Cave of Forgotten Dreams Review

Allegedly inspired by a book he desired as a child, Werner Herzog’s explores the 30 000 year old (or thereabouts) cave paintings found in the Chauvet Cave in Southern France in his latest documentary film, Cave of Forgotten Dreams. Given extremely special access to this important archaeological site, Herzog and his small film crew were heavily restricted by time constraints and the equipment (specifically lights) that they were able to use. Due to these limitations there are times when Herzog is unable to film from certain angles and dark corners of the cave are tantalisingly out of reach, leaving audiences craning forward in their seats trying to catch a glimpse of something seen by very few human eyes for thousands of years.

In the Chauvet Cave Herzog has found an incredibly fascinating subject for this film and it is not long before he immediately bends the subject, absorbing it into a discussion of his own preoccupations and obsessions. The Cave is filled with examples of early man seemingly expressing himself through art and with Herzog as our guide through this prehistoric gallery the paintings are transformed into glimpses at dreams and examples of a special kind of early cinema. These links, whilst occasionally a little tenuous, open up the subject, sending ones mind in interesting directions and ensuring we experience the paintings through Herzog’s unique viewpoint.

The way in which Herzog chooses to frame the paintings with his 3D cameras also adds to the experience greatly and a simple pan across one of the cave walls feels as majestic and beautiful as the opening of Aguirre, Wrath of God or the ship ascending the mountain in Fitzcarraldo. His use of this stereoscopic tool complements the contours of the painting’s canvases, the cave walls, and also mirrors the way in which the painters used the physical spaces to accentuate their paintings.

Whilst the application of 3D in the caves is effective and fascinating there are other times in which it is merely used as a gimmick or worse, actually abused. In one particular sequence an experimental archaeologist is interviewed and shares his thoughts on the kinds of weaponry that the painters may have used. Cue shots of the archaeologist throwing spears at the camera, putting one in mind more of the 1950s Columbia 3D westerns than of a serious application of stereoscopic techniques by a skilled filmmaker such as Werner Herzog.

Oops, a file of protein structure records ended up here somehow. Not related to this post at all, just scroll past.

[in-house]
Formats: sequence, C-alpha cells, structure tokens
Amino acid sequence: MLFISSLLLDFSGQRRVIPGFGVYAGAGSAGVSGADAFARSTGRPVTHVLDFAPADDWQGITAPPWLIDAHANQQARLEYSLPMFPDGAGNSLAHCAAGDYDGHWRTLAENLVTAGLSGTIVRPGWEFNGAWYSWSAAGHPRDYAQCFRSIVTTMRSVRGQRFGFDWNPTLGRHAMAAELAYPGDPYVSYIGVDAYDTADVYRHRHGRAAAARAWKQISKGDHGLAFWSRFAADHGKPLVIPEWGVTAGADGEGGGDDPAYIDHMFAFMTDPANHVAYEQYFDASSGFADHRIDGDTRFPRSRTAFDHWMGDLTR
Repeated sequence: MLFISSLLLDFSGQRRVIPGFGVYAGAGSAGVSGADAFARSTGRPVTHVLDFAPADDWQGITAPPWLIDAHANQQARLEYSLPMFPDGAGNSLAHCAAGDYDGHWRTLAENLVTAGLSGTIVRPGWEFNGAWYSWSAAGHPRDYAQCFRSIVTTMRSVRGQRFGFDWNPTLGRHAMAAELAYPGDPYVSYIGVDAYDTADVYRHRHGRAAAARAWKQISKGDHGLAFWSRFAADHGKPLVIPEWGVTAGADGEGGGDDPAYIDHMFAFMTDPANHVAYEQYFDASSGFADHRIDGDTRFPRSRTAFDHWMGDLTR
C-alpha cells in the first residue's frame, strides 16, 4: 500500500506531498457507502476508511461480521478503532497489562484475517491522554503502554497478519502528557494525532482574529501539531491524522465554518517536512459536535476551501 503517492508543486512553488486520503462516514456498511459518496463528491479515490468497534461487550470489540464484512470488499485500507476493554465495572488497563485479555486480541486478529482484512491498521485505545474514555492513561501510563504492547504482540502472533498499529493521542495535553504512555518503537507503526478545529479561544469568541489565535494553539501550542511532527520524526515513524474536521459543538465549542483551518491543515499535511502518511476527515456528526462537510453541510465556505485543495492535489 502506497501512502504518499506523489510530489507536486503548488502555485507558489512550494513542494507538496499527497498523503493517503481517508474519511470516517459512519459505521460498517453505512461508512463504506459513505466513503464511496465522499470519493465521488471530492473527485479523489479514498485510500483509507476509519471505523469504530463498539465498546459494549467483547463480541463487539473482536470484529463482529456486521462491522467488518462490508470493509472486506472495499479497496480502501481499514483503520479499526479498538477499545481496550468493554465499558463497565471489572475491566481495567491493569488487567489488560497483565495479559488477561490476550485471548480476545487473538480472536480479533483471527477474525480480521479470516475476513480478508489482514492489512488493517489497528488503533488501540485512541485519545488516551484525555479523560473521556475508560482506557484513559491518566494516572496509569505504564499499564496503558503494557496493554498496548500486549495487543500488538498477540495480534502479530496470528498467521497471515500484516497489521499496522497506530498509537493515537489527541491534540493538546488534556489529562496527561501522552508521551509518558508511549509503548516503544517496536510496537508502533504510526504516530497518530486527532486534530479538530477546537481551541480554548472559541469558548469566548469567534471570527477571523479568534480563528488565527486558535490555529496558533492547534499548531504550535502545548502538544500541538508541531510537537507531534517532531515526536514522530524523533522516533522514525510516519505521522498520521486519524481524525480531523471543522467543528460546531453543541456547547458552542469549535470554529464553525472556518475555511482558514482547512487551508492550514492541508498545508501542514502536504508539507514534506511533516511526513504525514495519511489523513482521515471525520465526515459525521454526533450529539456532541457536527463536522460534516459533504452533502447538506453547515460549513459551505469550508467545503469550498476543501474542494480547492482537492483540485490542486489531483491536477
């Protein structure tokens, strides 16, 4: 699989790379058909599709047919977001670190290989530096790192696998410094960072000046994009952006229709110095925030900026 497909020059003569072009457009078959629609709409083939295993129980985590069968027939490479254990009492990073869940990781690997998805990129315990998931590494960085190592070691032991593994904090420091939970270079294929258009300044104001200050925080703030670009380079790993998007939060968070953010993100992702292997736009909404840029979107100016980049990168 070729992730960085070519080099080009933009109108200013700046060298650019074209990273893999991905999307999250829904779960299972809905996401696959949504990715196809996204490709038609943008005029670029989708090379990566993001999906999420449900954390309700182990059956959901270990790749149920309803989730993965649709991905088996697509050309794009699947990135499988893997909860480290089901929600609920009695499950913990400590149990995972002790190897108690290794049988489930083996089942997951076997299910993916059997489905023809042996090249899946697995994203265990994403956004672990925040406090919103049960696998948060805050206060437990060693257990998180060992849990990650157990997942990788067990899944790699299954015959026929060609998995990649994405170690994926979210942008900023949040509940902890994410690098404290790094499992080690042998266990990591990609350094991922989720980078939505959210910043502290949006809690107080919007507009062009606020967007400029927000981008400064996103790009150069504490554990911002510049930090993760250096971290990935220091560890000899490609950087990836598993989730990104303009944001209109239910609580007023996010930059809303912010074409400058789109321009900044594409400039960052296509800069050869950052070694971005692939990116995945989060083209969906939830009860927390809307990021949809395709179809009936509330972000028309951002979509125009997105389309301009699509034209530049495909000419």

The most egregious use of 3D though is in a sequence that begins with a camera attached to a radio controlled flying vehicle. Slowly the vehicle descends towards a group of people in what is actually an oddly beautiful shot. Very quickly though two seemingly giant hands reach out to grab the vehicle and the dissonance in the 3D causes a pain in ones eyes and the desire to throw the glasses across the room. Both of these examples though could very well merely be examples of Herzog’s notoriously oddball sense of humour and actually less than subtle digs at the application of 3D technology by other filmmakers.

The film unfortunately suffers whenever Herzog steps outside of the cave and the talking heads featured lack the great character and amusing tangents that helped make Herzog’s previous doc, Encounters at the End of the World, so compelling. They are far from dull though and Herzog’s dogged persistence to get those he interviews to speculate about questions such as dreaming certainly make them entertaining in places. These interviews also add to the discussion that Herzog begins with his thoughts on the paintings and surrounds this tipping point when early man became human, possibly expressing himself/herself through art and documenting the present for the future. Returning to this idea in a bizarre but uniquely Herzogian postscript the film fittingly closes on Herzog exploring concepts of humanity through his own animal centred artistic expressions. Occasionally frustrating and unfocused but always fascinating and compelling, Cave of Forgotten Dreams is an utterly mesmerising documentary.

This review was originally posted at HeyUGuys.